CHINA: Money theme of selectmen’s meeting

by Mary Grow 

Money was the theme for many of the topics at the China selectmen’s Aug. 2 meeting – quite a lot of money, much of it potentially outgoing.

The China Broadband Committee’s planned request for a bond issue of around $6 million is the biggest proposed expenditure. CBC members did not have all the information they hoped to present and were not upset when Selectboard Chairman Ronald Breton recommended postponing action to Aug. 16. (See CBC story in August 5, 2021, issue of The Town Line, page 3).

CBC member Neil Farrington briefly listed advantages of better broadband service to town residents, from students learning remotely to senior citizens using telemedicine, and to existing and future businesses.

CBC Chairman Robert O’Connor promised information to selectmen as soon as possible, to give them time to review it and, he hopes, on Aug. 16 ask voters to authorize the bond issue on Nov. 2.

On a second matter, resident Stephen Greene asked that as selectmen prepare to carry out the voter-authorized sale of a town-owned lot on Lakeview Drive, they keep him and Lindsey Harwath informed; and that they consider saving money by omitting a broker and selling directly to the People’s Park Harwath is organizing.

Residents seeking more information about the proposed People’s Park or considering supporting the project are invited to contact Lindsey Harwath. She is currently collecting monetary pledges to help buy the land. She can be reached at or at 207-314-4850.

Harwath and others are raising funds to buy the 39.3 acres for a recreation park. In response to Breton’s questions, Greene said donors would form a nonprofit organization that would be responsible for managing and maintaining the park, with no town obligation (unless town officials offered help). Under nonprofit ownership, the land would become tax-exempt.

Selectman Janet Preston, who has supported the park idea for months, pointed out selectmen could postpone action to give Harwath’s group more fund-raising time; they could always sell later.

Selectman Wayne Chadwick favored a prompt sale “while the market’s booming,” and did not approve of nonprofit ownership that would take the property off the tax rolls.

Town Manager Becky Hapgood read the warrant article voters approved at the June 8 town meeting directing selectmen to sell the land through a licensed real estate agent. She had requested expressions of interest from 11 residents in the real estate business; two replied, one proposing a seven percent commission and the other an eight percent commission.

Breton asked Hapgood to ask the town attorney for a legal interpretation of the warrant article and to ask a realtor for an estimated market price for the land. He then encouraged a motion to postpone action until the information was available. Board members approved postponement unanimously.

Selectmen renewed the town contract with Waste Management, Inc., operators of the Crossroads Landfill, in Norridgewock, for disposal of demolition debris and bulky waste, despite hefty fee increases.

The per ton fee will increase from $62.92 to $71 for the first year of a five-year contract, with four percent increases each of the following years.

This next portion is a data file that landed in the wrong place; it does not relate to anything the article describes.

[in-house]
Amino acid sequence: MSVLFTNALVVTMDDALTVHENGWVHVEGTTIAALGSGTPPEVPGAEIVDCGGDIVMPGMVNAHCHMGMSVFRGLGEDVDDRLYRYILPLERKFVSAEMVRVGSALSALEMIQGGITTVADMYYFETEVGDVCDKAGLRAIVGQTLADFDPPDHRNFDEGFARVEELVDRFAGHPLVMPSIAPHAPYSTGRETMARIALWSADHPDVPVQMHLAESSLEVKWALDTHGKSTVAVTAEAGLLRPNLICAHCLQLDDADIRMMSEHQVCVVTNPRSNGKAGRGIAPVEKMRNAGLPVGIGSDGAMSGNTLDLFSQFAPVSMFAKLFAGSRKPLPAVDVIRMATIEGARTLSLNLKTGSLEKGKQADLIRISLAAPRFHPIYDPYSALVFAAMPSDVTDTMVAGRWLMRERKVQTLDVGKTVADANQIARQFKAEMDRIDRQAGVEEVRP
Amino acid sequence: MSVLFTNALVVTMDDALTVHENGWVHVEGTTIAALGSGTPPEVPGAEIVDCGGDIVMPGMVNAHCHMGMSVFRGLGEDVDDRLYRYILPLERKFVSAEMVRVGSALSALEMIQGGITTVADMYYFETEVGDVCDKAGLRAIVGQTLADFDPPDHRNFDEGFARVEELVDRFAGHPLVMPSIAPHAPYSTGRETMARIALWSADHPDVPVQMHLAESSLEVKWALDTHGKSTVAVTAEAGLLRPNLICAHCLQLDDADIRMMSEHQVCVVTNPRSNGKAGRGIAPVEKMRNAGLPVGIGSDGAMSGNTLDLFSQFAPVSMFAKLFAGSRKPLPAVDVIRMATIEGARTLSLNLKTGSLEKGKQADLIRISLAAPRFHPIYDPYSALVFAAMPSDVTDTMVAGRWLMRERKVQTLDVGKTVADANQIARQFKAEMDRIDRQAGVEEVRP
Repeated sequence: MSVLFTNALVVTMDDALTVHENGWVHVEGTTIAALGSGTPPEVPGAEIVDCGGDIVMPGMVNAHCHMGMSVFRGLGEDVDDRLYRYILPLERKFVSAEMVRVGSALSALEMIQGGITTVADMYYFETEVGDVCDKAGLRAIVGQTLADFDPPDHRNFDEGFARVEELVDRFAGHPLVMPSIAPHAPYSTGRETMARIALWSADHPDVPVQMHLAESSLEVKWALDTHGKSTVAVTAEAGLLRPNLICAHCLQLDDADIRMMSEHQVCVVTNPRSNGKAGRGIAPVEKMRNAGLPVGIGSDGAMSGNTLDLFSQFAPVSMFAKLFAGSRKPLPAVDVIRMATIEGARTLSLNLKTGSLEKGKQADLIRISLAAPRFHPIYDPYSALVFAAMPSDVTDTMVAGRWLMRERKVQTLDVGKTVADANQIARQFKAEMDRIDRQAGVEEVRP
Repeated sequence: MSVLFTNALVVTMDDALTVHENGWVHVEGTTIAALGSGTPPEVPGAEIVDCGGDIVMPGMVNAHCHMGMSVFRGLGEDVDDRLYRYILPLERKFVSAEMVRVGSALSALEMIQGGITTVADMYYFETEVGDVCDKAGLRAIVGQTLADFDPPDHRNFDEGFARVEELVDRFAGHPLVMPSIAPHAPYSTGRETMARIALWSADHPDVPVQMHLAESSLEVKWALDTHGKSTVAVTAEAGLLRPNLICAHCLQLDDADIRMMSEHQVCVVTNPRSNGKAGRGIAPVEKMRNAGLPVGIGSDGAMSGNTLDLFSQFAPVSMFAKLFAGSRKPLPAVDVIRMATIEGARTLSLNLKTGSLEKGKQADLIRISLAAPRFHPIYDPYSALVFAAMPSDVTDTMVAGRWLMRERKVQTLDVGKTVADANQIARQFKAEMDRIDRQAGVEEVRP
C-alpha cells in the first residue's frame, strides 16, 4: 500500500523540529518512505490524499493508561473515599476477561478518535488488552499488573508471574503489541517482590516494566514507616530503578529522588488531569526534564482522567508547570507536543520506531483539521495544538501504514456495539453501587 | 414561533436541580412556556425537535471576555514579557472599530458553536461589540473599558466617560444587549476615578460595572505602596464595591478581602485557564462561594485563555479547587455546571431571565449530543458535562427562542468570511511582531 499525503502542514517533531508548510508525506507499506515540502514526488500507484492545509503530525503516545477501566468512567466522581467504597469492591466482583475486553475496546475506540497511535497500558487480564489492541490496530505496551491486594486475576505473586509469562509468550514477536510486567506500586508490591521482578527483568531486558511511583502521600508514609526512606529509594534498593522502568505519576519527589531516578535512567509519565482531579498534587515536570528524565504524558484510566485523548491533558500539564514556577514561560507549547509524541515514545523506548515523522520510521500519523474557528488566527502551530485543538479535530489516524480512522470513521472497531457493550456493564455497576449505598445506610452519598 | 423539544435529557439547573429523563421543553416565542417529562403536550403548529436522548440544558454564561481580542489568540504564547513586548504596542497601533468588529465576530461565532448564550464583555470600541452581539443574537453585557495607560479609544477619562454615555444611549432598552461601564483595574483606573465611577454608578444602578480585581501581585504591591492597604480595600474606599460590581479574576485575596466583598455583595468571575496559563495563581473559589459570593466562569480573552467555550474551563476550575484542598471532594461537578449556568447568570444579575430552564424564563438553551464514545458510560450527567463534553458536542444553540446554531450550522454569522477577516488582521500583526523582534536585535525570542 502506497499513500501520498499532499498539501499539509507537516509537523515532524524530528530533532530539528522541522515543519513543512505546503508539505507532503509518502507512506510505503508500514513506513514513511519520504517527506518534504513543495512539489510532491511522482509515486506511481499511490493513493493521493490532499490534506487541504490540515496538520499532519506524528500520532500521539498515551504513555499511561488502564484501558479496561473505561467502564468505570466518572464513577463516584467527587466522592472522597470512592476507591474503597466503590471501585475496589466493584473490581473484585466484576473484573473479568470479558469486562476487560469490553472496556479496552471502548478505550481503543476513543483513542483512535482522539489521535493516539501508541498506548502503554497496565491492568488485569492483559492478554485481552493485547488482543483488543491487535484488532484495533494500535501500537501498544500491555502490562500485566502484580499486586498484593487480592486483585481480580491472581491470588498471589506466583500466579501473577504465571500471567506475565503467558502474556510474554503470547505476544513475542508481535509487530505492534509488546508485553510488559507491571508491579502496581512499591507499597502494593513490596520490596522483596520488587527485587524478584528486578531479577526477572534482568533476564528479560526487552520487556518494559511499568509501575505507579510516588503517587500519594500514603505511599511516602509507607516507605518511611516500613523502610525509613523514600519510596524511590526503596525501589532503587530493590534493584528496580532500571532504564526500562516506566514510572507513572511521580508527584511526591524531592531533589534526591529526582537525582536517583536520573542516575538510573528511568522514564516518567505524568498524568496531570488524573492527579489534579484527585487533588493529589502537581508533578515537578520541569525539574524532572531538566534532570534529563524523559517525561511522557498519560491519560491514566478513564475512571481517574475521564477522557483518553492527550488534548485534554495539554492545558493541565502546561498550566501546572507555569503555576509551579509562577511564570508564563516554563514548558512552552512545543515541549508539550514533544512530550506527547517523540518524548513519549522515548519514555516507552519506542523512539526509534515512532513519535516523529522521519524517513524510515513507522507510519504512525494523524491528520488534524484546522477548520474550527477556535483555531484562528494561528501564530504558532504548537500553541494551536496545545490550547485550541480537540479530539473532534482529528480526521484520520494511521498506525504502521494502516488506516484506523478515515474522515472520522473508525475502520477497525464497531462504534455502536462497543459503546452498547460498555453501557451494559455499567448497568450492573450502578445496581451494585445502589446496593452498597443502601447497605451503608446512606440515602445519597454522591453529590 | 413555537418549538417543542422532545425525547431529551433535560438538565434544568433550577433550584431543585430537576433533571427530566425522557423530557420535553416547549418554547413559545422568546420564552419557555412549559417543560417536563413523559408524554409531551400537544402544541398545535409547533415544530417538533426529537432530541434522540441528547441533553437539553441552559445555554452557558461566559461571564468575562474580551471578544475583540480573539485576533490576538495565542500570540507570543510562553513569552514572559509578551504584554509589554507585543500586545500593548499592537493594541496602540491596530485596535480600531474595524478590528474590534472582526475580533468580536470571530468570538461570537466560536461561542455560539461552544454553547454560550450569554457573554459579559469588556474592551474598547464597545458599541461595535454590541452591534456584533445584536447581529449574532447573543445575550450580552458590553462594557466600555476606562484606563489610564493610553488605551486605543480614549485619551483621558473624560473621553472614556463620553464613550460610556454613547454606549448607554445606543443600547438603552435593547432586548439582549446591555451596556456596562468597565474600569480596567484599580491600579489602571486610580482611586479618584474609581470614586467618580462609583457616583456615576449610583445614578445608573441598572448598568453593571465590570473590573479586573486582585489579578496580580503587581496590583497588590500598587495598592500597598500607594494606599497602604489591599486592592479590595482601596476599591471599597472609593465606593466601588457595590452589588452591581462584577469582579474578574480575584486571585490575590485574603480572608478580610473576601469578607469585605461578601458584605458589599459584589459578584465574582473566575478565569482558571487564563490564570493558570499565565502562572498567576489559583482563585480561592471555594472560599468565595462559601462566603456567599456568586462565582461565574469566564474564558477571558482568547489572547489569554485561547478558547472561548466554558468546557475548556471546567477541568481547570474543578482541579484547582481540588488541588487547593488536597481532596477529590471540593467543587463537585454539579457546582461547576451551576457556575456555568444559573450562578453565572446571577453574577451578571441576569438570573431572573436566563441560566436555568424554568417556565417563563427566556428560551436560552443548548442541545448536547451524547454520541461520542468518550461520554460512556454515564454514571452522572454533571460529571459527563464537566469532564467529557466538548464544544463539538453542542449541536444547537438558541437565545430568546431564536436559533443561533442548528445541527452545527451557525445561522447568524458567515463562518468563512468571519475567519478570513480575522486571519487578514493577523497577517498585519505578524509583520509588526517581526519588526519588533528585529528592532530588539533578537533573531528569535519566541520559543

Peter Lachapelle, listed on line as the company’s Public Sector Representative, joined the selectmen virtually and said the main reason for higher fees is “a huge capacity issue driving [disposal] rates through the roof,” especially in the Northeast. Landfills are closing, and no one wants a new one in his or her backyard, he said.

In addition, his business, like others, is raising wages to attract employees and paying higher prices for materials.

Asked twice by Breton, “Can’t you do better than that?” Lachapelle said “No.”

As a city councilor in his home town of Rochester, New Hampshire, he sympathized with the selectmen’s position, he said.

Selectmen were unaware of any alternative and unanimously approved the contract, which will take effect Jan. 1, 2022.

They also approved renewal of the roadside mowing contract with Frederick Drew’s Aggressive Cuts, LLC, of Hermon, for three years. Hapgood said the company will mow 47.29 miles of town (not state) roads, starting as soon as the weather permits. Rain flattens the grass so it can’t be mowed, she pointed out.

The vote on the mowing contract was the only non-unanimous decision of the evening. Blane Casey voted no, because he thought the board should have put the contract out for bid. Chadwick commended Drew’s company for the quality and price of the work in past years.

In other business at the Aug. 2 meeting, selectmen unanimously approved Hapgood’s recommended uses of some of the unspent funds from the fiscal year that ended June 30 to carry forward for pending expenditures or add to reserve funds. One of her recommendations is to buy more security cameras for town properties.

Assessing agent Kelly Grotton’s report, read by Hapgood, said selectmen should have the information they need to set the 2021-22 property tax rate at their Aug. 16 meeting. The preliminary indication is that for properties that have not changed in a year, land values will remain about the same and building values will increase noticeably.

As the meeting ended, Breton commended resident Scott Pierz for his service as president of the China Lake Association and the China Region Lakes Alliance. Pierz has resigned both positions because, he said, the CRLA has hired him as its new executive director, responsible for carrying out the programs he has helped create and oversee for years.

Greene is the new China Lake Association President.


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